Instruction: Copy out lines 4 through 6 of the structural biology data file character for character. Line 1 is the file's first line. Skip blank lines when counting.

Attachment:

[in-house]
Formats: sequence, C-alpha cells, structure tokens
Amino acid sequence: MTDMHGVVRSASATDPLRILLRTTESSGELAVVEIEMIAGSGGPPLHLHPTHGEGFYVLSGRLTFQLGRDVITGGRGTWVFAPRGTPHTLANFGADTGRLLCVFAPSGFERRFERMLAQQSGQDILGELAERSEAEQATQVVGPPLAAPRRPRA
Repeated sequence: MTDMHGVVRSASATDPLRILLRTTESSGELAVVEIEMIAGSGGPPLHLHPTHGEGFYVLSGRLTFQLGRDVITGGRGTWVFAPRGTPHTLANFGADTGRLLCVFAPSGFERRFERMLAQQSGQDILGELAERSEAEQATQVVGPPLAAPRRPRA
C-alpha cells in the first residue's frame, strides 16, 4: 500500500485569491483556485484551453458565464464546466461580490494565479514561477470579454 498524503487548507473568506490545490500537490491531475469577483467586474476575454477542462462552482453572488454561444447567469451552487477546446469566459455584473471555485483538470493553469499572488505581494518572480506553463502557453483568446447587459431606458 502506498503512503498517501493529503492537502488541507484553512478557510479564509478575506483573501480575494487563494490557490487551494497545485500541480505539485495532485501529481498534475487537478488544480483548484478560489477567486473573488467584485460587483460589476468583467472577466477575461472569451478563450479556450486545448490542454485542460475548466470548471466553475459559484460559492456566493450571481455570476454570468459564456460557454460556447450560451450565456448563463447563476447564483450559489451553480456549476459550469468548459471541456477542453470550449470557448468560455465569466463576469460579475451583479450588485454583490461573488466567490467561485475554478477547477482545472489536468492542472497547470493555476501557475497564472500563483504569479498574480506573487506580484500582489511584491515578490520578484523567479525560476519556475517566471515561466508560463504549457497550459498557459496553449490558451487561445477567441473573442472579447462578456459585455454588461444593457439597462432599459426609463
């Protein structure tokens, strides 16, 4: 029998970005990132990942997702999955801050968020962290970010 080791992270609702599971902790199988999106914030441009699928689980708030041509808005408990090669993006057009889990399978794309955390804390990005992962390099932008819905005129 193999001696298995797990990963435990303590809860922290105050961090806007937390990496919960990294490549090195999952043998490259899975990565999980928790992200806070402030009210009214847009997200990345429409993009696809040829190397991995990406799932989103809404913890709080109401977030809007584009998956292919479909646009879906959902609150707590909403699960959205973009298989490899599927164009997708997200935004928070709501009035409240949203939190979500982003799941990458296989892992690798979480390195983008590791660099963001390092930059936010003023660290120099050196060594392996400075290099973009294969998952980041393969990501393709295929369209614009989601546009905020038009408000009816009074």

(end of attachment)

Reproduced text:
Repeated sequence: MTDMHGVVRSASATDPLRILLRTTESSGELAVVEIEMIAGSGGPPLHLHPTHGEGFYVLSGRLTFQLGRDVITGGRGTWVFAPRGTPHTLANFGADTGRLLCVFAPSGFERRFERMLAQQSGQDILGELAERSEAEQATQVVGPPLAAPRRPRA
C-alpha cells in the first residue's frame, strides 16, 4: 500500500485569491483556485484551453458565464464546466461580490494565479514561477470579454 498524503487548507473568506490545490500537490491531475469577483467586474476575454477542462462552482453572488454561444447567469451552487477546446469566459455584473471555485483538470493553469499572488505581494518572480506553463502557453483568446447587459431606458 502506498503512503498517501493529503492537502488541507484553512478557510479564509478575506483573501480575494487563494490557490487551494497545485500541480505539485495532485501529481498534475487537478488544480483548484478560489477567486473573488467584485460587483460589476468583467472577466477575461472569451478563450479556450486545448490542454485542460475548466470548471466553475459559484460559492456566493450571481455570476454570468459564456460557454460556447450560451450565456448563463447563476447564483450559489451553480456549476459550469468548459471541456477542453470550449470557448468560455465569466463576469460579475451583479450588485454583490461573488466567490467561485475554478477547477482545472489536468492542472497547470493555476501557475497564472500563483504569479498574480506573487506580484500582489511584491515578490520578484523567479525560476519556475517566471515561466508560463504549457497550459498557459496553449490558451487561445477567441473573442472579447462578456459585455454588461444593457439597462432599459426609463
């Protein structure tokens, strides 16, 4: 029998970005990132990942997702999955801050968020962290970010 080791992270609702599971902790199988999106914030441009699928689980708030041509808005408990090669993006057009889990399978794309955390804390990005992962390099932008819905005129 193999001696298995797990990963435990303590809860922290105050961090806007937390990496919960990294490549090195999952043998490259899975990565999980928790992200806070402030009210009214847009997200990345429409993009696809040829190397991995990406799932989103809404913890709080109401977030809007584009998956292919479909646009879906959902609150707590909403699960959205973009298989490899599927164009997708997200935004928070709501009035409240949203939190979500982003799941990458296989892992690798979480390195983008590791660099963001390092930059936010003023660290120099050196060594392996400075290099973009294969998952980041393969990501393709295929369209614009989601546009905020038009408000009816009074």